Documenting the current state of the “overseas shrines” erected during Japan’s imperial years…
Torii are the gates placed at the entrance of Japanese shinto shrines. But the photographs in the book “Shinkoku no Zan’ei” (lit. “Remnants of a Divine Land”) show torii that now serve as playground equipment in parks, torii overgrown with plants in the middle of jungles, torii that became part of the local scenery of schools and churches. These torii were not photographed in Japan; they are torii erected in Taiwan, China, South and North Korea, Russia, the Philippines and other places during Japan’s imperial era that lasted until the end of World War 2 in 1945.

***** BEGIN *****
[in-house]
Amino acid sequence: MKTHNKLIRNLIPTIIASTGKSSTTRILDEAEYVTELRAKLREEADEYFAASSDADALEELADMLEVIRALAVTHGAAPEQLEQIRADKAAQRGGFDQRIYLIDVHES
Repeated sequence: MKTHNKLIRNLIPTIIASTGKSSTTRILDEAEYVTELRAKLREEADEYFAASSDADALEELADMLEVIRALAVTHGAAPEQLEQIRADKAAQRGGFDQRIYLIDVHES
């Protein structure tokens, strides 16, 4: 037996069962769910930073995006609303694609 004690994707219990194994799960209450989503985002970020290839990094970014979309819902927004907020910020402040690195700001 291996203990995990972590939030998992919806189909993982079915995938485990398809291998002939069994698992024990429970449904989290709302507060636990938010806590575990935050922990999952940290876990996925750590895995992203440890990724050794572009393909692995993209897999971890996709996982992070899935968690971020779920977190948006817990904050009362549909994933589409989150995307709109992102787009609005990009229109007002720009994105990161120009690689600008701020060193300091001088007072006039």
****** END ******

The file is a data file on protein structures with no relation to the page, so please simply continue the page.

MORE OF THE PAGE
Photographer Yasuto Inamiya spent ten years traveling to over 200 overseas torii gates located in more than 14 countries to document the after-image of Japan’s colonial ambitions throughout Asia. With 82 photographs taken at 80 different locations, as well as extensive written information about each of the included shrines and essays contributed by specialist historian Michio Nakajima, “Shinkoku no zan’ei” is an important critical analysis of Japan’s recent past and its lasting effects on the international relationships.
Please note that all texts in the book are only included in Japanese language.